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Efforts for Early Diagnosis of Alzheimer’s Disease Encouraged

Posted Oct 03 2011 10:17pm
Posted on 2011-10-03 06:00:00 in Alzheimer's Disease | Healthcare and Public Policy |

The “World Alzheimer's Report 2011 – The Benefits of Early Diagnosis and Intervention,” issued by Alzheimer's Disease International (ADI), submits that there are interventions that are effective in the early stages of Alzheimer's Disease (AD), some of which may be more effective when started earlier, and that there is a strong economic argument in favor of earlier diagnosis and timely intervention. Martin Prince, from King's College London (United Kingdom), and colleagues completed a systematic review of the evidence to-date regarding early diagnosis and early intervention for dementia. The ADI report reveals that as many as three-quarters of the estimated 36 million people worldwide living with dementia have not been diagnosed and hence cannot benefit from treatment, information and care. Failure to diagnose often results from the false belief that dementia is a normal part of aging, and that nothing can be done to help. On the contrary, the new report finds that interventions can make a difference, even in the early stages of the illness. ADI recommends that every country have a national Alzheimer's/dementia strategy that promotes early diagnosis and intervention. The group encourages a basic competency among physicians and other health care professionals in early detection of dementia in primary care services. Further, where feasible, ADI urges an increased investment in researchincluding studies to test the efficacy of interventions with particular relevance to early-stage dementia.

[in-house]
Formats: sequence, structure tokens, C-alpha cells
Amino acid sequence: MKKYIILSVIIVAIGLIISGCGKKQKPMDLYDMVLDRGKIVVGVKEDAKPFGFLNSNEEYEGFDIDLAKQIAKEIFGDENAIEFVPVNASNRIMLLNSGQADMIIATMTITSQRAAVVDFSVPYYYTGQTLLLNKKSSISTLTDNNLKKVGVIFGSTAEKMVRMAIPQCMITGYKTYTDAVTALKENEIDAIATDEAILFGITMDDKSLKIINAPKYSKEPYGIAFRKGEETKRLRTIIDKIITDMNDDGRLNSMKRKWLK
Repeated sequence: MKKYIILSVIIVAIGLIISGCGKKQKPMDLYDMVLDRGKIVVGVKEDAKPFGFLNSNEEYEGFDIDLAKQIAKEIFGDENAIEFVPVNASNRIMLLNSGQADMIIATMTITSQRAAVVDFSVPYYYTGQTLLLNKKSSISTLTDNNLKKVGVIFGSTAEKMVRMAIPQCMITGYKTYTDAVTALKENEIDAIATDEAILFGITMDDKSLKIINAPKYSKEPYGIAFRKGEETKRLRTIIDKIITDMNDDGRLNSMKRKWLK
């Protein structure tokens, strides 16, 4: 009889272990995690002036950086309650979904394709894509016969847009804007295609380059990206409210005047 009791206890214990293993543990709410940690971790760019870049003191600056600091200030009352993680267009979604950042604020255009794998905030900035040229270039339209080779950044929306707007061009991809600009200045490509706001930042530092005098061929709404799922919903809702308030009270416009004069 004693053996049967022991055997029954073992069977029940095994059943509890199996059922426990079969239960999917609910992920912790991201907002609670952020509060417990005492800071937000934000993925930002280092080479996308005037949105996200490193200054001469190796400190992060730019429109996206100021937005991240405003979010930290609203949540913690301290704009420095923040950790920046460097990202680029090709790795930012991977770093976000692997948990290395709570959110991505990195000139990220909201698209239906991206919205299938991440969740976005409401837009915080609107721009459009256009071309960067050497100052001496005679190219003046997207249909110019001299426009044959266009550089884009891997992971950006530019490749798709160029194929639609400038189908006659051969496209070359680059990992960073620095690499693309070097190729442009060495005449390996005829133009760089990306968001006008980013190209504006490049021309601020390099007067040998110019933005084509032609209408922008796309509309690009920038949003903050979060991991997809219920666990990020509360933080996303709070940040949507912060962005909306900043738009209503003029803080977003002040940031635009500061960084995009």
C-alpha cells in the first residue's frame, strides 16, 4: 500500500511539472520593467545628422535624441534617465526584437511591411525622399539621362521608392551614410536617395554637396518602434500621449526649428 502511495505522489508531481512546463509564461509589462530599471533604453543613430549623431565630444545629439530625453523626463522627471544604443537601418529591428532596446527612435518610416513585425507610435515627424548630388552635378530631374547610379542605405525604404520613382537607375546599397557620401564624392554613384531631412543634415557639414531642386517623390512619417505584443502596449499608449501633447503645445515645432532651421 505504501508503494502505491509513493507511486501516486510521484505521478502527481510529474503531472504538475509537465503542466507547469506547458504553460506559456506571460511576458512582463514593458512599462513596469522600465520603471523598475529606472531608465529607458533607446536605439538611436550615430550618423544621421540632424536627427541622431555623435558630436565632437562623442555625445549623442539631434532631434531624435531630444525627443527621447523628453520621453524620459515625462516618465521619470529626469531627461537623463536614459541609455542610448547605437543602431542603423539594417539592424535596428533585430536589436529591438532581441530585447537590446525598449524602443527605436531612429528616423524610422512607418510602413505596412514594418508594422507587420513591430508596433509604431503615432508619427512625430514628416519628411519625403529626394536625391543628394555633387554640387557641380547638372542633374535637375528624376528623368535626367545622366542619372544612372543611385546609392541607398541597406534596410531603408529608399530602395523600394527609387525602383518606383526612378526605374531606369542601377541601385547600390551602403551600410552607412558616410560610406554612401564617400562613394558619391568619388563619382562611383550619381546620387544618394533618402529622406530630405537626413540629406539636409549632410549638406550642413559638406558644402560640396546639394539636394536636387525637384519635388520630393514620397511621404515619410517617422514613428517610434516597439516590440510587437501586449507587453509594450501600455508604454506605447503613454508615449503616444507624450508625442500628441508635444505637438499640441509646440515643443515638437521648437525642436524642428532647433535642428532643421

“World Alzheimer Report 2011 - The benefits of early diagnosis and intervention.”  Alzheimer's Disease International, Sept.  13. 2011

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